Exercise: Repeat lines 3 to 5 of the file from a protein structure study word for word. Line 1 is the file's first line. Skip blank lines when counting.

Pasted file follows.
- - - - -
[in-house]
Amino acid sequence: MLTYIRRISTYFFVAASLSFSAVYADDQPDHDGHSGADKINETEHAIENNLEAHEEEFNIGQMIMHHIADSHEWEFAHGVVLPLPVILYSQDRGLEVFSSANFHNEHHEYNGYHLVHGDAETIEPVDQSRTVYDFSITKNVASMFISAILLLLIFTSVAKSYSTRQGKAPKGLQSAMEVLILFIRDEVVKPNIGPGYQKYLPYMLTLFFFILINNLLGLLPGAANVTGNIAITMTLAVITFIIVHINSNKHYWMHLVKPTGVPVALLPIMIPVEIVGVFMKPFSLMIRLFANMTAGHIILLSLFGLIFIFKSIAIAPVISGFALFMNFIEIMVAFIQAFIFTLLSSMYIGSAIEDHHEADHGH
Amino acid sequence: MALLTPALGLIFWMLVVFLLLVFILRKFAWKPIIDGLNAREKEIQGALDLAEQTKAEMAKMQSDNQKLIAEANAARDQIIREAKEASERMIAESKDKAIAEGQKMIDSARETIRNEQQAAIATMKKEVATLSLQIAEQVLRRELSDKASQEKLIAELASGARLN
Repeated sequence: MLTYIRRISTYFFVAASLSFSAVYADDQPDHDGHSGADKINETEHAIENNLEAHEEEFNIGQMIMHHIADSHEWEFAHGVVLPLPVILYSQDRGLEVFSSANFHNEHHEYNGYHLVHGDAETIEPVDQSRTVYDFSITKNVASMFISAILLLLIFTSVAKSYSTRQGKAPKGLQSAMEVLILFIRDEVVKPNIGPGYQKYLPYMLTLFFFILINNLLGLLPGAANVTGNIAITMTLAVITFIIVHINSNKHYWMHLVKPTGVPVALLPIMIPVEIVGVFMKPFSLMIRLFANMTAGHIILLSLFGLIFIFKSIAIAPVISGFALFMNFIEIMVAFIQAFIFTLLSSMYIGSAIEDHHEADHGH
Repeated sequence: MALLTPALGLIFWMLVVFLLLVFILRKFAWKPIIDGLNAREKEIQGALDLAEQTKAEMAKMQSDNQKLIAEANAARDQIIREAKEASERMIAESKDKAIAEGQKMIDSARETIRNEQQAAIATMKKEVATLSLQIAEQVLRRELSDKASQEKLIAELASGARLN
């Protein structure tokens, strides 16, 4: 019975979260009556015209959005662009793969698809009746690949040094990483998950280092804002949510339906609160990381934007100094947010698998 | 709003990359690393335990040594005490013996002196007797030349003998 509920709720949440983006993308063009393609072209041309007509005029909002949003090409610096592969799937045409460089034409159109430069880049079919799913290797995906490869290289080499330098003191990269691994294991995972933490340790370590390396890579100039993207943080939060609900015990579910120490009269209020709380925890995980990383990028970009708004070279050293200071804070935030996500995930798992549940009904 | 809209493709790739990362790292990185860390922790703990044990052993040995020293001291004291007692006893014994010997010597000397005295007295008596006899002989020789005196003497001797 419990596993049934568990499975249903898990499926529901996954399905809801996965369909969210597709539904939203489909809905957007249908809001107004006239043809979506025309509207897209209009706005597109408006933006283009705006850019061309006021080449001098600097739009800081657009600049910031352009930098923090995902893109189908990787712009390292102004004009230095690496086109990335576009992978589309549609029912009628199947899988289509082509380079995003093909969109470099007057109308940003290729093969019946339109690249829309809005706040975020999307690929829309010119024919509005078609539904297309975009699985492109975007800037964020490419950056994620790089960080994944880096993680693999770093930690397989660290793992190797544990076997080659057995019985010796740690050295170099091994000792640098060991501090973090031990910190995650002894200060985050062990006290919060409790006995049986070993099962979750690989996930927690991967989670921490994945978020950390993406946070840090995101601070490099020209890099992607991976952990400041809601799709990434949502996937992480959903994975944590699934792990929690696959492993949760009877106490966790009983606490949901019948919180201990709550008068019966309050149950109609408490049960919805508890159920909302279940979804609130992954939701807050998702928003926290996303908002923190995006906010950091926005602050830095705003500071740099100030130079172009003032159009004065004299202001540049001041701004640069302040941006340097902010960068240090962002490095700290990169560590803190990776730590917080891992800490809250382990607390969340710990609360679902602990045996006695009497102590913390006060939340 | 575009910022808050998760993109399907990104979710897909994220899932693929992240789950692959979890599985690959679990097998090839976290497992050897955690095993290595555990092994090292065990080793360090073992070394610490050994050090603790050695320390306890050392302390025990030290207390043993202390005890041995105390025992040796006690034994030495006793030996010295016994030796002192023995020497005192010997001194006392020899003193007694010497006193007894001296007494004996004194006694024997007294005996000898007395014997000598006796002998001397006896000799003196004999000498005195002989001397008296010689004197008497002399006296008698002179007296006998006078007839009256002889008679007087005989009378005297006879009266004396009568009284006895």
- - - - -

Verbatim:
Amino acid sequence: MALLTPALGLIFWMLVVFLLLVFILRKFAWKPIIDGLNAREKEIQGALDLAEQTKAEMAKMQSDNQKLIAEANAARDQIIREAKEASERMIAESKDKAIAEGQKMIDSARETIRNEQQAAIATMKKEVATLSLQIAEQVLRRELSDKASQEKLIAELASGARLN
Repeated sequence: MLTYIRRISTYFFVAASLSFSAVYADDQPDHDGHSGADKINETEHAIENNLEAHEEEFNIGQMIMHHIADSHEWEFAHGVVLPLPVILYSQDRGLEVFSSANFHNEHHEYNGYHLVHGDAETIEPVDQSRTVYDFSITKNVASMFISAILLLLIFTSVAKSYSTRQGKAPKGLQSAMEVLILFIRDEVVKPNIGPGYQKYLPYMLTLFFFILINNLLGLLPGAANVTGNIAITMTLAVITFIIVHINSNKHYWMHLVKPTGVPVALLPIMIPVEIVGVFMKPFSLMIRLFANMTAGHIILLSLFGLIFIFKSIAIAPVISGFALFMNFIEIMVAFIQAFIFTLLSSMYIGSAIEDHHEADHGH
Repeated sequence: MALLTPALGLIFWMLVVFLLLVFILRKFAWKPIIDGLNAREKEIQGALDLAEQTKAEMAKMQSDNQKLIAEANAARDQIIREAKEASERMIAESKDKAIAEGQKMIDSARETIRNEQQAAIATMKKEVATLSLQIAEQVLRRELSDKASQEKLIAELASGARLN